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Posted 6/18/2012

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By Allison Mall
Virginia Port Authority


The Virginia Port Authority and the Norfolk District, U.S. Army Corps of Engineers recently signed an agreement reaffirming Craney Island’s Eastward Expansion project.

Jerry Bridges, VPA executive director, and Col. Paul Olsen, Norfolk District commander, signed the Project Partnership Agreement for the Eastward Expansion, which formalized the federal/state partnership and cost-sharing agreement between the two agencies. The agreement was originally authorized by Congress in 2007’s Water Resources Development Act.

“This is truly a momentous time for the Port of Virginia and the Commonwealth of Virginia as a whole,” Bridges said during the signing ceremony. “The expansion of the Panama Canal will play very large in the increased volumes that move through our port, and Craney Island will be key in Virginia capturing a bigger share of that cargo.”

A recent USACE report provided verification that the future benefits of the project outweigh the costs. An update to the 2006 Chief’s Report, this analysis used the most recent commodity and terminal capacity projections, vessel operating costs, and land-side transportation cost data to determine that the project’s projected National Economic Development, or NED, benefits have nearly doubled, to $16 billion a year, with a Benefit-to-Cost Ratio of 6.2:1 that affirms the federal interest in the project.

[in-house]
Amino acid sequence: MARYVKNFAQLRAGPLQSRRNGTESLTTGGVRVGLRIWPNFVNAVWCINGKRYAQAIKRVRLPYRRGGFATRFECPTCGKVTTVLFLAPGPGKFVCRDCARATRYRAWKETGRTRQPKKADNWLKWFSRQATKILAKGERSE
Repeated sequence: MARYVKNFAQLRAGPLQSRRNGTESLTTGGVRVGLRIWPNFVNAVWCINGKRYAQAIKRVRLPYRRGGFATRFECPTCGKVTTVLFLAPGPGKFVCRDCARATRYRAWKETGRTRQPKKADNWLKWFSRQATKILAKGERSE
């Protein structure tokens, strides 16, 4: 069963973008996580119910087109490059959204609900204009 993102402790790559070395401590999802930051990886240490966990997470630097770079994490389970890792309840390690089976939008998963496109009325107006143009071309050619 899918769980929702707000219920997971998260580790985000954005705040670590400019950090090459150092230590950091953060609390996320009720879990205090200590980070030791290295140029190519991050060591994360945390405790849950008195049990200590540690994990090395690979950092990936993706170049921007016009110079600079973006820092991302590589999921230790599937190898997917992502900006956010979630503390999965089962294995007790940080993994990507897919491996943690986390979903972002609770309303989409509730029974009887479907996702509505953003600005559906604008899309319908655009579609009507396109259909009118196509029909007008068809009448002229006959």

The benefits to the nation upon the opening of Craney Island Marine Terminal have increased: since the 2006 report, the facility was redesigned with automated cargo-handling technology like that at APM Terminals in Portsmouth, Va. By using the most technologically advanced equipment available, the facility’s projected cargo-handling capacity will double, to nearly five million containers per year.

This capacity increase will extend the life of Craney Island as a dredged material placement area for Norfolk District and generate NED benefits through transportation cost savings created by handling cargo destined for the Port of Virginia that, without the new facility’s extra capacity, would have to use an alternative port.